Growth expectations move south Global GDP growth is forecast at 2.8% in 2022 in our July baseline, down from 3.2% in our March forecast.
Downward revisions are broad-based. U.S. GDP growth is forecast at 1.9% in July, 1.3 percentage points weaker than our expectation in March and are driven by higher inflation eating into purchasing power, a more
aggressive Federal Reserve, and a cooler labour market.
Meanwhile, our euro zone GDP growth forecast has weakened to 2.8% in 2022, encouraged lower by the region’s disproportionate exposure to the fallout from Russia’s invasion of Ukraine. Sanctions on Russia that cause price spikes and supply concerns, including for critical food and energy, cloud the near-term outlook.
Consumption in the euro zone will take even longer to return to pre-pandemic levels.
China’s economy has been turbulent and volatile in the first half of 2022. Manufacturing and services faced significant challenges, particularly in April as aggressive and extended lockdowns in large cities took place. COVID-19 control measures caused significant disruptions and led to a large drop in consumption, investment and production. Localised lockdowns since then have been disruptive to a lesser degree.
The second half of 2022 looks equally as challenging for China despite policymakers pledging support. The People’s Bank of China has pledged to do what it takes to improve the demand environment. Fiscal policy has also been expansionary. But stimulus to date has had limited potency. The zero-COVID policy is an ongoing headwind because the threat of further lockdowns has increased near-term uncertainty, making businesses and households reluctant to invest and spend. Pandemic responses have repeatedly shown that stimulus cannot completely insulate economies from lockdowns. Despite this, China is prioritising public health concerns over economic consequences.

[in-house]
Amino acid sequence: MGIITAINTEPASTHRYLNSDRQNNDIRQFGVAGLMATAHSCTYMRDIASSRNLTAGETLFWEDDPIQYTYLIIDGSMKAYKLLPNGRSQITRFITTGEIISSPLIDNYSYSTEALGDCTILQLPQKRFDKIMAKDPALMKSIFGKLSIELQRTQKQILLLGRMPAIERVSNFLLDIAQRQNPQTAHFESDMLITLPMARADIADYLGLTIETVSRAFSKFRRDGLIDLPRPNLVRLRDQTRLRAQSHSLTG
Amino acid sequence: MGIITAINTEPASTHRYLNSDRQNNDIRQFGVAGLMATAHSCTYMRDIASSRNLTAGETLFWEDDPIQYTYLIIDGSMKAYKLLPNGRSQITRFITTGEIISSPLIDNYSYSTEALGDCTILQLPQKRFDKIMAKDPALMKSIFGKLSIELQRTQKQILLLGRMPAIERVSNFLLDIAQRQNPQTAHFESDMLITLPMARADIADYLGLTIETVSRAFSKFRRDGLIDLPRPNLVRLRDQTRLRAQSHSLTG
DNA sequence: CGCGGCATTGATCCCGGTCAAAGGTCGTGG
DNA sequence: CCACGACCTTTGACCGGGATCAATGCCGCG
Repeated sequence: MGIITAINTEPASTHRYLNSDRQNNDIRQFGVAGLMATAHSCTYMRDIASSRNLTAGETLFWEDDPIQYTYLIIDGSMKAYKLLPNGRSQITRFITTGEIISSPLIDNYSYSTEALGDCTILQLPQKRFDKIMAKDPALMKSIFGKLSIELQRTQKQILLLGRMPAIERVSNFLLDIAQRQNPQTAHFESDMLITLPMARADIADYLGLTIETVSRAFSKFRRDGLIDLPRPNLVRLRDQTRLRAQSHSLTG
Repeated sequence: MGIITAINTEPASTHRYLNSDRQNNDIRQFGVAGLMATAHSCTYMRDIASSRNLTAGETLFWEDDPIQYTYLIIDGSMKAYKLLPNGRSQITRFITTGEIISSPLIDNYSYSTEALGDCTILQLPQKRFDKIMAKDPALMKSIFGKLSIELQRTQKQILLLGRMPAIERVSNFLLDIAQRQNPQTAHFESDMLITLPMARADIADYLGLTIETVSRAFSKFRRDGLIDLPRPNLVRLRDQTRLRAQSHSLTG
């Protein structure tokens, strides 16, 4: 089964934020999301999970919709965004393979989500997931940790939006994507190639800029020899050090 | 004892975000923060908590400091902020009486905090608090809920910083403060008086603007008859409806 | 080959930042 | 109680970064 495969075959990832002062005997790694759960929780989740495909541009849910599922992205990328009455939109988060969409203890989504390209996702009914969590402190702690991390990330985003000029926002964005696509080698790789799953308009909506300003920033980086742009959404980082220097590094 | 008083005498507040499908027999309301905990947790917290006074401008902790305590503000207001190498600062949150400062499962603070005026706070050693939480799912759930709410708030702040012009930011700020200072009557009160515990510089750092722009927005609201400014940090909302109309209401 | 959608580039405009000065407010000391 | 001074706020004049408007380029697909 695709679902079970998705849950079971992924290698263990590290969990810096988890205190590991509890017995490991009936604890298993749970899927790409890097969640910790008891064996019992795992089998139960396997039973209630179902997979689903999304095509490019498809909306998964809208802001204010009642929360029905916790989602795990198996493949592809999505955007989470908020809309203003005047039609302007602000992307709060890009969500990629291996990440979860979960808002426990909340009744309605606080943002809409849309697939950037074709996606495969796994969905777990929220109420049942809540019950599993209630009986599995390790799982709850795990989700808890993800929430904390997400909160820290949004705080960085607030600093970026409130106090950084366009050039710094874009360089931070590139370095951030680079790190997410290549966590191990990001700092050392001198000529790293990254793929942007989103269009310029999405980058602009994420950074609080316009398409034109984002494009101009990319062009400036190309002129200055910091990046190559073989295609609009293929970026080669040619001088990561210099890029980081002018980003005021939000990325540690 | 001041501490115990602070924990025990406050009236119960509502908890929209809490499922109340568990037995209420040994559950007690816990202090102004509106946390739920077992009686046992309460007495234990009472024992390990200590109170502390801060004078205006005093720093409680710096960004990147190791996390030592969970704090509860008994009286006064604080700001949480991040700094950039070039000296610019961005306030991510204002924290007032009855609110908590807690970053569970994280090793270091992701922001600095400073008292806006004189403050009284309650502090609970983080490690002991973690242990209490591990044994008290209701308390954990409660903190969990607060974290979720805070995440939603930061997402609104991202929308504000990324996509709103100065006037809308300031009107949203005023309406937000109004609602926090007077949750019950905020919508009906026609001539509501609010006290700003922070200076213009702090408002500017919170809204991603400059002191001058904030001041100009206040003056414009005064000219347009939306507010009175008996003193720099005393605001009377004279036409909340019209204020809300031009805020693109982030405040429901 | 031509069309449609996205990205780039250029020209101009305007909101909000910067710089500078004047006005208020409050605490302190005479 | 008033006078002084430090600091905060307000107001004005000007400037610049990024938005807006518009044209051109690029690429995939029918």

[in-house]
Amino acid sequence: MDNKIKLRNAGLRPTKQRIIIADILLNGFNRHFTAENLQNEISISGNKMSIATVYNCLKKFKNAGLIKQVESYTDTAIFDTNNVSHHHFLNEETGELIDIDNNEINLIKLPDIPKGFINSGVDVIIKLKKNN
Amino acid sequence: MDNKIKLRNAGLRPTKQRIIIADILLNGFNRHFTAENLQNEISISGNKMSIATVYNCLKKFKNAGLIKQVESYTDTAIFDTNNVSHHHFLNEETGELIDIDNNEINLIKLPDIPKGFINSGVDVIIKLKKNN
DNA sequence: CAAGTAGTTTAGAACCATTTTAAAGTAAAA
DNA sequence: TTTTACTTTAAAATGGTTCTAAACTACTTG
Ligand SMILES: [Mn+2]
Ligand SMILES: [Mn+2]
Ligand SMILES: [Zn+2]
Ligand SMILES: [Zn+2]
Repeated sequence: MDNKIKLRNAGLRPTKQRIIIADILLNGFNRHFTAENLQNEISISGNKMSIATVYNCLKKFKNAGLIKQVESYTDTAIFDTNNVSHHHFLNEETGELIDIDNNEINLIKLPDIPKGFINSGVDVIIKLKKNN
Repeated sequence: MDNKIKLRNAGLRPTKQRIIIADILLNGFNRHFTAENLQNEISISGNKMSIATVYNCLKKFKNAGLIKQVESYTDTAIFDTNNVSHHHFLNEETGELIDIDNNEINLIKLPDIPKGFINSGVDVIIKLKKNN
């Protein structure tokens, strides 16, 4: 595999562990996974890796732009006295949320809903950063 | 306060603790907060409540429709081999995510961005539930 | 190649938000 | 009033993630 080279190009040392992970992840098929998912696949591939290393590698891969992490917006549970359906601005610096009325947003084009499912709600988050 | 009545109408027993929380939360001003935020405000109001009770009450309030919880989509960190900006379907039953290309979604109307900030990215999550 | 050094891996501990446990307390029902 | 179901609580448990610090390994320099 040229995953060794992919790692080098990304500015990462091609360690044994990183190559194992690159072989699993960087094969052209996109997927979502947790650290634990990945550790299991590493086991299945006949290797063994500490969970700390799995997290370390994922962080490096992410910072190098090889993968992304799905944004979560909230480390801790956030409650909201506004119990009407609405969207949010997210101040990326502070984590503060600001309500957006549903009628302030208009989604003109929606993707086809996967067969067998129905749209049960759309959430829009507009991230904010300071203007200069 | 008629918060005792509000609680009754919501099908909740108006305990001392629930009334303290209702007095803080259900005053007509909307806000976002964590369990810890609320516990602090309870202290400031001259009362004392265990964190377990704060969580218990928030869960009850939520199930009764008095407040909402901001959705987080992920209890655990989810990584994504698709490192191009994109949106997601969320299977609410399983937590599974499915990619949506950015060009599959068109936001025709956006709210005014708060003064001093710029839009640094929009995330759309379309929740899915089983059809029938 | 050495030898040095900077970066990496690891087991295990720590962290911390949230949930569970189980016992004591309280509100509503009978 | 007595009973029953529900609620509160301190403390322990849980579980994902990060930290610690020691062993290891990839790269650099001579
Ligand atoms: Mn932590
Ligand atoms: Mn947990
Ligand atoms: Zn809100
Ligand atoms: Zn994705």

The property market is a useful example of stimulus lacking potency. Despite local governments easing buying curbs, cutting lending rates, and partially relaxing ownership rules, house price growth remains weak. The property market is an important driver of China’s economy, accounting for about 25% of GDP. We expect band-aid policy solutions to be introduced over the second half of 2022, but these are unlikely to be sufficient
to reinvigorate the economy to achieve the GDP growth target of 5.5%. In our August baseline, we will downwardly revise our full-year GDP growth forecast to south of 4%. This contrasts with the government’s 5.5% target.
Inflflflflation peak near?
Eye-watering headline inflation stings across the globe. U.S. CPI growth surprised on the upside by hitting 9.1% y/y in June, its strongest since the 1980s. In Europe, the spike in energy and food costs is clear and broad across the region. The euro zone’s harmonised index of consumer prices inflation rate came in at 8.6% y/y in June, significantly stronger than the 8.1% y/y rate in May. There was modest relief for Germany last month, with headline CPI growth cooling to 7.6% y/y from 7.9% previously thanks to a temporary discount on public transport tickets and a reduction in petrol and diesel taxes. But Spain was hit hard, with CPI growth accelerating to 10.2% y/y in June—its fastest since 1985.
U.K. CPI continues to climb. Headline CPI growth hit 9.1% y/y in May, from 9% in April. Emulating the global trend, food and energy drove the price gains. Energy costs climbed 53% y/y in May. CPI growth is forecast to hit 11% by October, after another increase in the Office of Gas and Electricity Market’s electricity price cap.